Political junkies who don’t need another excuse for work avoidance should read no further.

A politcal simulation game is being launched today at politicsnz.com.

You can choose to be a list or electroate MP then play politics:

It’s up to you and your fellow colleagues to decide the fate of the country. And the decisions you make will have an affect on the citizens of this model world.

Maybe there’s an opportunity for real politicians here. They could test their policies in this simulated world and see the results before inflicting them on us.

Hat Tip: BK Drinkwater


Backbenches

October 1, 2009

To get to an 8.30 meeting in Wellington this morning I could have got up at 4.45 (which thanks to daylight saving would have felt like 3.45), to drive for a couple of hours to fly from Timaru, fly back this evening and get home after 9pm.

Instead I flew up yesterday and as a bonus was able to go to the Backbencher pub for the filming of Back Benches.

Walking into a strange pub alone is a challenge for an introvert, but Matthew, a Young Nat, started chatting to me while I waited at the bar to order a drink, I then spotted David Farrar of Kiwiblog who was sitting with Will from goNZofreakpower. While I’m dropping names, we were joined by B.K. Drinkwater and a journo turned ministerial press secretary, whose name I won’t drop in case he prefers to remain anonymous.

Federated Farmers President Don Nicolson was there with Dairy section chair Lachlan McKenzie and High Country chair Donald Aubrey.

It’s parliamentary recess and the only MPs I spotted were those on the panel – Wairarapa MP John Hayes from National, United Future’s Peter Dunne and Labour’s Chris Chauvel.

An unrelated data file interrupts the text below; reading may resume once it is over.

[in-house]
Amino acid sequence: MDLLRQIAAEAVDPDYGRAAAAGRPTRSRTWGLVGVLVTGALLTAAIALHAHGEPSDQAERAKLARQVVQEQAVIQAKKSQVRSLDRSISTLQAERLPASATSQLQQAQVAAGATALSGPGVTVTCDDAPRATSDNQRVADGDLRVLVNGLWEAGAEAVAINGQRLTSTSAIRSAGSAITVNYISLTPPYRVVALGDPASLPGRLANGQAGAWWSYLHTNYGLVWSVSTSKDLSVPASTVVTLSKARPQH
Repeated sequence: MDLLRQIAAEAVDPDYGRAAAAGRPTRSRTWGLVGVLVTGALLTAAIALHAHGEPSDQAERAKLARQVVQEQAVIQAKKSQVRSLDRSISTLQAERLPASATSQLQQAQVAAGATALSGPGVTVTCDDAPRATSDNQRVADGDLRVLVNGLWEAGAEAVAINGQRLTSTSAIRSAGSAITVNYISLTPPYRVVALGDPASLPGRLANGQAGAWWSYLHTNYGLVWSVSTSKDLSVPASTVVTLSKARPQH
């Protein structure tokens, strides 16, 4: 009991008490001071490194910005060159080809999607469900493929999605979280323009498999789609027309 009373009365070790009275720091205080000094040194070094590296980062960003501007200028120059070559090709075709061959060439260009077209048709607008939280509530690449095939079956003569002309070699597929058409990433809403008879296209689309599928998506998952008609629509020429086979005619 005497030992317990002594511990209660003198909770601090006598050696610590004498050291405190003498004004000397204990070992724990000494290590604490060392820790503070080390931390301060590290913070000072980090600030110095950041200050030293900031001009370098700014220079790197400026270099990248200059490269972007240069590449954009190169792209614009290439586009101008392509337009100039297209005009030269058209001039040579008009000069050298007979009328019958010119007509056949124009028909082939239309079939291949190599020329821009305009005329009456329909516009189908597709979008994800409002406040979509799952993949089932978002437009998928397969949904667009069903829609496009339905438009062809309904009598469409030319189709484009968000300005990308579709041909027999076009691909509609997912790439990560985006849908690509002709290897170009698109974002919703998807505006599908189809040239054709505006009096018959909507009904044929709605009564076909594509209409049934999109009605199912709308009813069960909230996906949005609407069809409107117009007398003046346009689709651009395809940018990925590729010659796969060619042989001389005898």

They discussed whether or not New Zealand should become a republic – all three said yes and Will also gave a a considered view in support of that.

A discussion on cycling safety followed then Don got a soap box spot. He spoke on the ETS to which the people at the red tables showed their opposition.

Labour MP Sue Moroney spoke on her plan to increase paid parental leave. That was supported by Peter Dunne & Chris Chauvel but John Hayes pointed out that when we’re already borrowing so much to keep the country going, increasing paid parental leave is unaffordable.

A quiz question seeking the name of an MP went through several clues before a team effort at our table got it – David Farrar called out the answer and was presented with a photo of the Queen signed by the panelists. When asked what he’d do with it, he said he’d use it as a beer mat.

There weren’t many opposing voices but mine was one of them. I oppose it on principle – it’s the only benefit which gives more to people who have most. Women on the maximum wage gets the maximum payment, those on the minimum gets the minimum and women who don’t work enough hours a week, if at all,  get nothing regardless of how low the family income is. It’s a benefit which isn’t based on need.

Filming finished with the panelists speaking straight to camera. Peter Dunne patted himself on the back for extending daylight saving – I resisted the temptation to tackle him on that.

I’ve watched the programme a couple of times, being there was much more fun.